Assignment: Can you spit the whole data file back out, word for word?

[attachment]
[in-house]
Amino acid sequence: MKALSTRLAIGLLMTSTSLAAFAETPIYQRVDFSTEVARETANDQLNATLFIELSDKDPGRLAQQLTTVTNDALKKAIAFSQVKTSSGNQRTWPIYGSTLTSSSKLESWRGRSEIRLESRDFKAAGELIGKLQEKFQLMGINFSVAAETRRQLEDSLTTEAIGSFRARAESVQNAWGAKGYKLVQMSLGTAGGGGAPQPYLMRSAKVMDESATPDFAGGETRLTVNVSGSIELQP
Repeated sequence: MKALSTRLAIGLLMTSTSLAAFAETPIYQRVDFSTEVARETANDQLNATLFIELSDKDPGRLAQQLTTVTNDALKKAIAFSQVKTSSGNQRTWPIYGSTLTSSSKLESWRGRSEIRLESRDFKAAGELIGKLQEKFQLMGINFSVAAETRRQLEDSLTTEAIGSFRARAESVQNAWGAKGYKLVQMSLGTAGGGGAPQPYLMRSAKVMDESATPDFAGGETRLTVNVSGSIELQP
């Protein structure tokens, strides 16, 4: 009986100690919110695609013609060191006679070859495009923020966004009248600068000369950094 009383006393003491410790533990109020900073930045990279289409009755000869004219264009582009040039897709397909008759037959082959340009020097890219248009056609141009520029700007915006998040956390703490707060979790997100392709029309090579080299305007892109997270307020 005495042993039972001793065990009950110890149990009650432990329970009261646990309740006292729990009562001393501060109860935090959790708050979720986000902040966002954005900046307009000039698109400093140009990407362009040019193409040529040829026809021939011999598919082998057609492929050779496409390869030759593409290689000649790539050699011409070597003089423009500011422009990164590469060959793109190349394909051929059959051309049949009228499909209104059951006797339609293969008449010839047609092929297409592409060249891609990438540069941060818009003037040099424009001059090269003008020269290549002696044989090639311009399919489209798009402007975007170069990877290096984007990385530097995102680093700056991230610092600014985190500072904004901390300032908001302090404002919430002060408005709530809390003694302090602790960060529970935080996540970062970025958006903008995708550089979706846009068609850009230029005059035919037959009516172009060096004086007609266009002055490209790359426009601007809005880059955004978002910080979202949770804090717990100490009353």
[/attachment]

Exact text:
[in-house]
Amino acid sequence: MKALSTRLAIGLLMTSTSLAAFAETPIYQRVDFSTEVARETANDQLNATLFIELSDKDPGRLAQQLTTVTNDALKKAIAFSQVKTSSGNQRTWPIYGSTLTSSSKLESWRGRSEIRLESRDFKAAGELIGKLQEKFQLMGINFSVAAETRRQLEDSLTTEAIGSFRARAESVQNAWGAKGYKLVQMSLGTAGGGGAPQPYLMRSAKVMDESATPDFAGGETRLTVNVSGSIELQP
Repeated sequence: MKALSTRLAIGLLMTSTSLAAFAETPIYQRVDFSTEVARETANDQLNATLFIELSDKDPGRLAQQLTTVTNDALKKAIAFSQVKTSSGNQRTWPIYGSTLTSSSKLESWRGRSEIRLESRDFKAAGELIGKLQEKFQLMGINFSVAAETRRQLEDSLTTEAIGSFRARAESVQNAWGAKGYKLVQMSLGTAGGGGAPQPYLMRSAKVMDESATPDFAGGETRLTVNVSGSIELQP
């Protein structure tokens, strides 16, 4: 009986100690919110695609013609060191006679070859495009923020966004009248600068000369950094 009383006393003491410790533990109020900073930045990279289409009755000869004219264009582009040039897709397909008759037959082959340009020097890219248009056609141009520029700007915006998040956390703490707060979790997100392709029309090579080299305007892109997270307020 005495042993039972001793065990009950110890149990009650432990329970009261646990309740006292729990009562001393501060109860935090959790708050979720986000902040966002954005900046307009000039698109400093140009990407362009040019193409040529040829026809021939011999598919082998057609492929050779496409390869030759593409290689000649790539050699011409070597003089423009500011422009990164590469060959793109190349394909051929059959051309049949009228499909209104059951006797339609293969008449010839047609092929297409592409060249891609990438540069941060818009003037040099424009001059090269003008020269290549002696044989090639311009399919489209798009402007975007170069990877290096984007990385530097995102680093700056991230610092600014985190500072904004901390300032908001302090404002919430002060408005709530809390003694302090602790960060529970935080996540970062970025958006903008995708550089979706846009068609850009230029005059035919037959009516172009060096004086007609266009002055490209790359426009601007809005880059955004978002910080979202949770804090717990100490009353």